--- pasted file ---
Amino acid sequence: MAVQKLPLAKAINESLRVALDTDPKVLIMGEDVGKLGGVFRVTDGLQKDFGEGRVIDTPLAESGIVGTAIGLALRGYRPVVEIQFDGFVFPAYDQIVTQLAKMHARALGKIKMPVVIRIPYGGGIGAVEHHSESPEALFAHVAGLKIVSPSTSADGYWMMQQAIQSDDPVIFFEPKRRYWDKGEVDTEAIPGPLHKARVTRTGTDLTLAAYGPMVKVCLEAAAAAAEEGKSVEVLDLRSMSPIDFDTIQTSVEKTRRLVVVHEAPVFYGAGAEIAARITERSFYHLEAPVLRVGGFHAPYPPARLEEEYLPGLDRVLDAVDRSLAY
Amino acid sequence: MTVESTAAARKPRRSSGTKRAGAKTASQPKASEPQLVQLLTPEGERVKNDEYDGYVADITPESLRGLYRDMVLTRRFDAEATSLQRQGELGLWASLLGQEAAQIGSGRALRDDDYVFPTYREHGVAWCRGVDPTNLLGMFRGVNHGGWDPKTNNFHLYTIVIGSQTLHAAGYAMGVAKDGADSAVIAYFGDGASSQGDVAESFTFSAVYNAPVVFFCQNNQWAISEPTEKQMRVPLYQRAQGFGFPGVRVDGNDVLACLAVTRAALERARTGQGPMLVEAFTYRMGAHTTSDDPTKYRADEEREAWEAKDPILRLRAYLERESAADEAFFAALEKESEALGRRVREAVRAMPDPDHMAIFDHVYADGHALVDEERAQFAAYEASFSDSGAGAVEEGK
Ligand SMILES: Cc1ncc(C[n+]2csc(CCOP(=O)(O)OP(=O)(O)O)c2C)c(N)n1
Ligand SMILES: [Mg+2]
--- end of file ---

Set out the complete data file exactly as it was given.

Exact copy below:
Amino acid sequence: MAVQKLPLAKAINESLRVALDTDPKVLIMGEDVGKLGGVFRVTDGLQKDFGEGRVIDTPLAESGIVGTAIGLALRGYRPVVEIQFDGFVFPAYDQIVTQLAKMHARALGKIKMPVVIRIPYGGGIGAVEHHSESPEALFAHVAGLKIVSPSTSADGYWMMQQAIQSDDPVIFFEPKRRYWDKGEVDTEAIPGPLHKARVTRTGTDLTLAAYGPMVKVCLEAAAAAAEEGKSVEVLDLRSMSPIDFDTIQTSVEKTRRLVVVHEAPVFYGAGAEIAARITERSFYHLEAPVLRVGGFHAPYPPARLEEEYLPGLDRVLDAVDRSLAY
Amino acid sequence: MTVESTAAARKPRRSSGTKRAGAKTASQPKASEPQLVQLLTPEGERVKNDEYDGYVADITPESLRGLYRDMVLTRRFDAEATSLQRQGELGLWASLLGQEAAQIGSGRALRDDDYVFPTYREHGVAWCRGVDPTNLLGMFRGVNHGGWDPKTNNFHLYTIVIGSQTLHAAGYAMGVAKDGADSAVIAYFGDGASSQGDVAESFTFSAVYNAPVVFFCQNNQWAISEPTEKQMRVPLYQRAQGFGFPGVRVDGNDVLACLAVTRAALERARTGQGPMLVEAFTYRMGAHTTSDDPTKYRADEEREAWEAKDPILRLRAYLERESAADEAFFAALEKESEALGRRVREAVRAMPDPDHMAIFDHVYADGHALVDEERAQFAAYEASFSDSGAGAVEEGK
Ligand SMILES: Cc1ncc(C[n+]2csc(CCOP(=O)(O)OP(=O)(O)O)c2C)c(N)n1
Ligand SMILES: [Mg+2]